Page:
Do you feel sluggish when you have been sitting for a long period of time or it is difficult for you to sit on the floor, and stand up again? These problems may be due to aging.

Aches, pains and other health issues arise as we get older, most of these are linked to inactive lifestyle. Sometimes these issues will make you feel older than what you are. Reshaping your fitness goals will enhance your day-to-day functions and your confidence.

You may feel like you are ‘too old to start exercising now’. Most assume that there is no point in getting started in your 50s or even later. However, the fact is “It’s not how old you are, it’s how much you move matters.”.

If you have been exercising regularly from a very young age, continuing this habit throughout your life will improve your overall health.

Why is exercise important as we age?

As we age, we enter menopause – a natural part of aging that marks the end of reproductive years of a woman. In this phase, you will undergo various transitions and hormonal changes.

Certain dietary changes can bring about positive changes in your health, but regular exercise is equally important as you age. Regular physical activity can help with at least 90% of the symptoms of menopause. According to various studies, physical activity offers a myriad of benefits – maintains healthy weight, helps maintain cognitive function (thinking, learning, and judgment), etc.

Let’s take a closer look at the benefits of exercise for women as we age:

  • Prevents weight gain: As metabolism naturally slows with age most women tend to lose muscle mass and gain abdominal fat. The hormonal changes during menopause also contribute to weight gain. Exercising regularly will increase the metabolism, build muscle mass, and burn more calories.
  • Strengthens your bones: Aging is usually associated with reduced bone mineral density. The decrease of bone strength can cause an increased risk of fracture and osteoporosis in menopausal women. Exercise can slow bone loss after menopause and thus protect your bones from fractures and osteoporosis.
  • Boosts mood: During menopause, low levels of estrogen will make you feel stressed, tired and overwhelmed. Exercise is a major stress reliever as it releases endorphins, also known as feel-good hormones, which has a positive effect on mood. Studies showed that physically active adults have a lower risk of depression and cognitive decline.
  • Relieves joint stiffness: Stiff joints are a common problem as we age. The amount of synovial fluid, a lubricating liquid that allows the joints to move freely, declines with age. Exercise aids in the production of synovial fluid and will improve your strength, flexibility and posture. This in turn will help with balance, coordination, and reducing the risk of falls.
  • Improves memory: Deterioration in memory and confusion are normal part of ageing. Lot of research suggests that exercise keeps you mentally agile. Regular exercising increases the supply of oxygen to your brain cells and helps you process information and respond quickly.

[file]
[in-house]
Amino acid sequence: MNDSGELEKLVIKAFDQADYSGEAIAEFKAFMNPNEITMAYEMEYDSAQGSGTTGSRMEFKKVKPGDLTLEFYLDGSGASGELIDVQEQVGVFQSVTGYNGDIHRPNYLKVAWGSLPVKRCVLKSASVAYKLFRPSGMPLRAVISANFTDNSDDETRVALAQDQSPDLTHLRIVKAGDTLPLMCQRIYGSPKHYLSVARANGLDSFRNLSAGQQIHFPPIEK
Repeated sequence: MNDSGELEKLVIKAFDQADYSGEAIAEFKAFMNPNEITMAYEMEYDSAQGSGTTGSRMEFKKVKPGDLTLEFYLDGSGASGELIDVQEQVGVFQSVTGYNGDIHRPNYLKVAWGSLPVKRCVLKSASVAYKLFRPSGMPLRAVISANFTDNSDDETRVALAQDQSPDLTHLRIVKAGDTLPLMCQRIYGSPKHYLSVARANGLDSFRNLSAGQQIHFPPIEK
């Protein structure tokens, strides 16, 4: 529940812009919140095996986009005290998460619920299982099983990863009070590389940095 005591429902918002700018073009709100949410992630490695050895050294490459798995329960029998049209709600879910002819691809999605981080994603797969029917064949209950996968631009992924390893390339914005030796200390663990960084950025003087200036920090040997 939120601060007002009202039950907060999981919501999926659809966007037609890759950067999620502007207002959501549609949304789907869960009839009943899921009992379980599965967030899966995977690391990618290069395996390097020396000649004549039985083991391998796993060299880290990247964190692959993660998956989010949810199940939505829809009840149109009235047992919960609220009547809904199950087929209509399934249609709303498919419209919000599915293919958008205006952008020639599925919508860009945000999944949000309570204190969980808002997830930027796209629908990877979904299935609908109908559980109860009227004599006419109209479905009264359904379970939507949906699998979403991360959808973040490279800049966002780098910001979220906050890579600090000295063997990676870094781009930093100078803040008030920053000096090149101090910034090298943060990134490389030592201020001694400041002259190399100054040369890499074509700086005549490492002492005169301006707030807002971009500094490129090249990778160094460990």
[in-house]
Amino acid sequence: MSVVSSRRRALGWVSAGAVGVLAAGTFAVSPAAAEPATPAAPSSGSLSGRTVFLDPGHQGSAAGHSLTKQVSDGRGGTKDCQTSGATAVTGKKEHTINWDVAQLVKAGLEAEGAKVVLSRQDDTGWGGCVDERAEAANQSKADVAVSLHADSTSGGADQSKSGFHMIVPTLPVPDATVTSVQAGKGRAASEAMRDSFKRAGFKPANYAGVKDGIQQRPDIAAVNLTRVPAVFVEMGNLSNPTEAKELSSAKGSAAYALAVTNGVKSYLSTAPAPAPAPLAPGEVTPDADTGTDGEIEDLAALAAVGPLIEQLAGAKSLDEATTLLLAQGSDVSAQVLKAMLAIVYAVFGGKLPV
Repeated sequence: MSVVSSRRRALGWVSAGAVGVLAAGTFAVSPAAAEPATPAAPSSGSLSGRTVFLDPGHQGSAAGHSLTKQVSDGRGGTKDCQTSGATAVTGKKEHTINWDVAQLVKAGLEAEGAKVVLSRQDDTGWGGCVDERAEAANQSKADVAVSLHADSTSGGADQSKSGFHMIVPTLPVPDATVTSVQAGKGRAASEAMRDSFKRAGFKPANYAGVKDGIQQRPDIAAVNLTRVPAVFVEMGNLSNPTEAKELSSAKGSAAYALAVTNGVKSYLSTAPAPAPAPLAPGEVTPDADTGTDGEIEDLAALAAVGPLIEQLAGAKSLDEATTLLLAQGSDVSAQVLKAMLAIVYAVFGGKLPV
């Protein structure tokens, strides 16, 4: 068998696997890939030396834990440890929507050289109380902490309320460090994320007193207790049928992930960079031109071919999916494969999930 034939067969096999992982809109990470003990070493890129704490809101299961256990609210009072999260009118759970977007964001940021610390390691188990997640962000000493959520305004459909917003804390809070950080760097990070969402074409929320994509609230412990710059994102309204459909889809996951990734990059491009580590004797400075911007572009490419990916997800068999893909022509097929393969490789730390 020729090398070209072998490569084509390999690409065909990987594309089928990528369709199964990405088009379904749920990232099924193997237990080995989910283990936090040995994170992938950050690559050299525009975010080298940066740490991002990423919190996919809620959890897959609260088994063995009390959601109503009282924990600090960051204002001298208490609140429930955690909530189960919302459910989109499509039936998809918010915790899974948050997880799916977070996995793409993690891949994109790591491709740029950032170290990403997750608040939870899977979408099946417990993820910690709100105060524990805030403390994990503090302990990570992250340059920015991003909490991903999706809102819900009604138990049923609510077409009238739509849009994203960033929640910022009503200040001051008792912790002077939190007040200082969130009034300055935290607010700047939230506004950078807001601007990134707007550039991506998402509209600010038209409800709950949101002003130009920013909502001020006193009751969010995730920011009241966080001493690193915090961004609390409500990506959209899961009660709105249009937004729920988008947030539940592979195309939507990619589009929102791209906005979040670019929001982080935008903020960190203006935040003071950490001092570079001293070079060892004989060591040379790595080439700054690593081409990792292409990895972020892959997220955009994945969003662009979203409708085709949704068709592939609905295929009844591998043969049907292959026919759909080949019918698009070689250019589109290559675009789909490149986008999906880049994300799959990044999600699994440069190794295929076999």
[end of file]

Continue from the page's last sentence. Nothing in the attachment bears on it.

• Reduces risk of other diseases: Weight gain during menopause can have serious health issues, as excess weight will increase the risk of heart disease and type II diabetes. Regular exercise can help you counter these risks.

Finding the right exercise for you

Not all exercises are right for you. The choice of exercise depends on your existing health condition. If you are a beginner, seek advice from a healthcare professional. Always start with 10-15 minutes of activity per day and gradually increase the intensity and duration.

However, a woman’s aging body will benefit from three major types of activity:

  • Aerobic/cardiovascular exercises: They are also called endurance exercises. During aerobic exercise, your heart rate and breathing will increase, thereby improve heart health. This in turn increases the metabolism and helps in burning calories. Walking, jogging and swimming are all examples of aerobic exercise.
  • Stretching exercises: They help improve or maintain muscle flexibility and will reduce the risk of injury to the muscles or joints. Yoga is a popular type of stretching exercise.
  • Strength training exercises: These are for muscles, bones and metabolism. Dumbbells, weight machines, exercise tubing are the common strength training exercises. Good weight training for women over 50 helps slow down bone loss and can reverse the loss of muscle mass.

In addition to the above exercises, certain recreational activities such as tennis, zumba, cycling can provide muscle and bone-building benefits and can be fun at the same time.

Make your workout fun

Here are some tips that you can incorporate into an exercise routine that will help you to enjoy your exercise:

  • Find an exercise buddy, someone whose company you really enjoy
  • Listen to music or an audiobook while walking
  • Choose activities that you enjoy
  • Get competitive while playing tennis or badminton
  • Go for a run, walk, or cycle when you’re feeling stressed
  • Exercise in a calming environment

Exercise can help you turn around your health at any age. The next step is to figure out what activities you enjoy and will help you over long term. Remember, you are never “too old” to start your fitness journey.

  1. Exercise as you get older. . Accessed on: 22-09-2020.
  2. Benefits of being physically active. . Accessed on: 22-09-2020.
  3. Fitness tips for menopause: why fitness counts. Accessed on: 22-09-2020.
  4. Best exercises for women over 50. Accessed on: 22-09-2020.
  5. Senior exercise and fitness tips. Accessed on: 22-09-2020.
  6. Bone health: exercise is a key component. Accessed on: 22-09-2020.
  7. How exercise can help you age well. . Accessed on: 22-09-2020.

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